At least, it USED to.
Did you know that the books are now being packaged as a set and sold...in a different order? It's true. I discovered this at Christmas, as my Mom bought the set for Erik, and I thought that was pretty cool. I looked at them, though, and saw they are clearly numbered, one through seven...in a vastly different order than I remembered. This has confused me for a while, and I finally looked it up. Seems that, now that C.S. Lewis is dead, someone else holds the copyright...and they apparently decided that the books should be read in "chronological order".
There's more than a few problems with this. Here are the book orders:
1. The Lion, the Witch and the Wardrobe (1950)
2. Prince Caspian (1951)
3. The Voyage of the Dawn Treader (1952)
4. The Silver Chair (1953)
5. The Horse and His Boy (1954)
6. The Magician's Nephew (1955)
7. The Last Battle (1956)
This is the order in which the books are now packaged.
1. The Magician's Nephew
2. The Lion the Witch and the Wardrobe
3. The Horse and His Boy
4. Prince Caspian
5. The Voyage of the Dawn Treader
6. The Silver Chair
7. The Last Battle
First off, this is not a book series whose continuity is chronological. Take, say Stephen King's 'Dark Tower' series, or even better, the Harry Potter novels. Each book comes clearly after the next, continuing a story. The Narnia books, though, aren't like that. "Lion" is a self-contained story (as C.S. Lewis wasn't originally writing a series, just a book). Later books do similar things. On top of that, some of these books span time periods that end up including others (for instance, "Horse" is only a few years long, occurring alongside "Lion", which spans decades).
For that matter, because Lewis wrote them as he did, later books build on concepts presented in earlier books. Changing the order makes this harder to follow. "Caspian" follows "Lion", better showing how human children move between the worlds...and you are gonna want to know this for "Dawn Treader" and "Silver Chair"...but moving them so far apart makes this harder to follow.
One rumour is that the new order makes a stronger case for the series being a biblical allegory of Christ. C.S. Lewis has stated on record that this is NOT his plan, nor should it have been inferred.
Speaking of Lewis, though, there is an interesting side note. In 1957 an American boy wrote C. S. Lewis to ask about the best order for reading The Chronicles of Narnia. The boy's mother believed the books should be read in order of their publication, beginning with The Lion, the Witch and the Wardrobe. But the boy thought it would be better to read them in order of Narnian history, beginning with the creation of the enchanted world in The Magician's Nephew. C. S. Lewis wrote back to the boy, saying, "I think I agree with your order for reading the books more than with your mother's," and soon afterward the publishers began to number them in this way. HOWEVER, Lewis, who had written bits and pieces of the books at different times, also noted that the order probably didn't much matter: "I'm not even sure that all the [books] were written in the same order in which they were published." So, take that as you will. Most fans today take this as him encouraging the mind of a child, and admitting that the order probably wasn't the be-all and end-all of importance, since, as he wrote the books, each time he never really meant to do another and thought he was finished.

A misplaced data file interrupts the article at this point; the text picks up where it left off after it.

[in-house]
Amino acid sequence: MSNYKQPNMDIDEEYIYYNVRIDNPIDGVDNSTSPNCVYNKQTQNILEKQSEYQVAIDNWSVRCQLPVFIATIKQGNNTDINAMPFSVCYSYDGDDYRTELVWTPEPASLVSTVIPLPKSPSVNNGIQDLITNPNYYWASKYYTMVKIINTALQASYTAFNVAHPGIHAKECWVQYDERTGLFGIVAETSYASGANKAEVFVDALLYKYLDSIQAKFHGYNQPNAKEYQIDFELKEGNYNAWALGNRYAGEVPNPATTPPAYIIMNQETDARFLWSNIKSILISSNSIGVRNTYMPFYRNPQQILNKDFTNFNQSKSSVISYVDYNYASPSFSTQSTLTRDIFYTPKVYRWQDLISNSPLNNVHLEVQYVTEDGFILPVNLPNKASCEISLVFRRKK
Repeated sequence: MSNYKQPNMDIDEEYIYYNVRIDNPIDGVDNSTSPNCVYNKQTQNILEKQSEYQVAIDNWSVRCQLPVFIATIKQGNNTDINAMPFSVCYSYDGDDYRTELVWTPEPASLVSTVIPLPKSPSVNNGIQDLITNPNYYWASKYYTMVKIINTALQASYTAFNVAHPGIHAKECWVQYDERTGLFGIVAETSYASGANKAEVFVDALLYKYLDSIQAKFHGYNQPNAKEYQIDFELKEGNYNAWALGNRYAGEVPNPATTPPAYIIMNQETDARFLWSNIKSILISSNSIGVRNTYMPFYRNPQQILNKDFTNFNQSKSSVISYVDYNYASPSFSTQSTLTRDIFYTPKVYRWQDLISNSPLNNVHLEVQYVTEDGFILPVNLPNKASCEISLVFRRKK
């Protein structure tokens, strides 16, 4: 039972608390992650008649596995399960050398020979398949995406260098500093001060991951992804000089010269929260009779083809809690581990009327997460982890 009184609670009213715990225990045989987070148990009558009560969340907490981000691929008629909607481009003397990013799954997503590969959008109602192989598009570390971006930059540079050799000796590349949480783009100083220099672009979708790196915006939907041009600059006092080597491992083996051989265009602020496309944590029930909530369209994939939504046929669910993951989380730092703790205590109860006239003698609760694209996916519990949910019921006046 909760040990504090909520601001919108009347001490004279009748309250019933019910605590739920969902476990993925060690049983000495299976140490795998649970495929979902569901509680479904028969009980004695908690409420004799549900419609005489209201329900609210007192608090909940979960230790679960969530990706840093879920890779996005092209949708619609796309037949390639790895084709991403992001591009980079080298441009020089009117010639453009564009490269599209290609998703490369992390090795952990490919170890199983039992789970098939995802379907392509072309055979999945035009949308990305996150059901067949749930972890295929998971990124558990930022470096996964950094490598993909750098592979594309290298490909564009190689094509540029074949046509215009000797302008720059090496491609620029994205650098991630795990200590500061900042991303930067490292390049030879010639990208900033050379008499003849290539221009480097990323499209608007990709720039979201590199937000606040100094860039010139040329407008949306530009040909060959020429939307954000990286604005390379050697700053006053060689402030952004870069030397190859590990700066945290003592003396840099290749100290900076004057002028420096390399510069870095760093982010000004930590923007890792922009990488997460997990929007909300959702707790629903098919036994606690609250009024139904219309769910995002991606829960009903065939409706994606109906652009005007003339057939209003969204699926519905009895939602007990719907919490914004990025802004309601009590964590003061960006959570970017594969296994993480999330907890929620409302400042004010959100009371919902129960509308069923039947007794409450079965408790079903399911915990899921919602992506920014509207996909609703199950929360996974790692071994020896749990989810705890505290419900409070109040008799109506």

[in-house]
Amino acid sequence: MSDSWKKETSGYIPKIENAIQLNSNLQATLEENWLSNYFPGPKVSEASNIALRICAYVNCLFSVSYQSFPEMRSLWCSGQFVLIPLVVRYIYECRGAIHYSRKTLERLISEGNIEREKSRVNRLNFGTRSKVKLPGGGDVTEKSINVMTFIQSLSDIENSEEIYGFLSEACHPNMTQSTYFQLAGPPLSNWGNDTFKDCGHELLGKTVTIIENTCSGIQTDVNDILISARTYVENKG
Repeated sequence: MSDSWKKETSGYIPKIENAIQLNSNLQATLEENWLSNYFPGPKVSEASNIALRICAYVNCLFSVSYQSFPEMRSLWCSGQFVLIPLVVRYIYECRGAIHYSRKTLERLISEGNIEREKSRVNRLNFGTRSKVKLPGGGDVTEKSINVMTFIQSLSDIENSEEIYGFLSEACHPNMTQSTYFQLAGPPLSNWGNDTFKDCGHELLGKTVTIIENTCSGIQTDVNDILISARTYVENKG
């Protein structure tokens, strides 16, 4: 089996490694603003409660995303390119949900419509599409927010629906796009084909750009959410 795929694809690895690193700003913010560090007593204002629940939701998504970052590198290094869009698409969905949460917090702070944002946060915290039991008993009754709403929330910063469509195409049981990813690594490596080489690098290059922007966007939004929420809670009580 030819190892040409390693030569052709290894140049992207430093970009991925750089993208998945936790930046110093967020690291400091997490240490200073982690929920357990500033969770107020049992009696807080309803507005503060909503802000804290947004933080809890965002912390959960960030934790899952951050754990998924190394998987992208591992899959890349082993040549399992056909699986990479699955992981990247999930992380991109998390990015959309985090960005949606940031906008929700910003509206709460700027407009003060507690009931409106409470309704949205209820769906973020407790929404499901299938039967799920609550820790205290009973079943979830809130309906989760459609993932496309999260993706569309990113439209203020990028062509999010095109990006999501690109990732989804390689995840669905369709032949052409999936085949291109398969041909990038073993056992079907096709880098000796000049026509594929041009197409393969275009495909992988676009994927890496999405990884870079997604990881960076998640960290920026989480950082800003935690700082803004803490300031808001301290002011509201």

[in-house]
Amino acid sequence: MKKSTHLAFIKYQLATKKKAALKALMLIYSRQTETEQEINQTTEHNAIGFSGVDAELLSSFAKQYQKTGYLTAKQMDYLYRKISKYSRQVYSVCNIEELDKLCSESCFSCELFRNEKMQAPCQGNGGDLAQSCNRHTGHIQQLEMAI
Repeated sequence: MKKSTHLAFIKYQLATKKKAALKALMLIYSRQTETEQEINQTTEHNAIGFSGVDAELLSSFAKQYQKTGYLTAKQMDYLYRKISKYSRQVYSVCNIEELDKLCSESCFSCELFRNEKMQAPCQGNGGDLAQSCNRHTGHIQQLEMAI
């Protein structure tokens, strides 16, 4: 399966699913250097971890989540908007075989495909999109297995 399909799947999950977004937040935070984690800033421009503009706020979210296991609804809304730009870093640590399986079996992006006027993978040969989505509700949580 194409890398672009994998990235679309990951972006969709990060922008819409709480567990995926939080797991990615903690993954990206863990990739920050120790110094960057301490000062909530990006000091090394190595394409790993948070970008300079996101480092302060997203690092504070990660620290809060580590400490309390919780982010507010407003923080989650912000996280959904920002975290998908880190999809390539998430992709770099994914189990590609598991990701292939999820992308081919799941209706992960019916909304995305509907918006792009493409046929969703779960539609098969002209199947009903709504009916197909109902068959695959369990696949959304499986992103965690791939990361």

"Magician" is really more of a prequel than anything. But, to read it, you need to already understand the time continuum between Narnia and Earth...which, of course, you don't really have a grasp of, unless you've read the first four books.
Gotta give props to a reviewer on Amazon.com, who says it best: The series is a masterpiece of children's literature that invites every adult to return to a simpler time, when the joy of wonder was real. Given their importance, these books should be read in the original order, period. By changing the order, the current copyright owner spoils the charm of discovering the origins of key plot elements and arrogantly presumes to meddle with this great author's delightful work. Ownership of a copyright does not imply the right to change history or alter in any way a major work that has found a sacred place in the hearts of millions and will continue to speak to readers young and old for generations to come. In this case, because the author is no longer alive to protect his work, copyright should be stewardship, protection and trust...values found in Narnia, and here with us, so long as we remember our own journey into the wardrobe.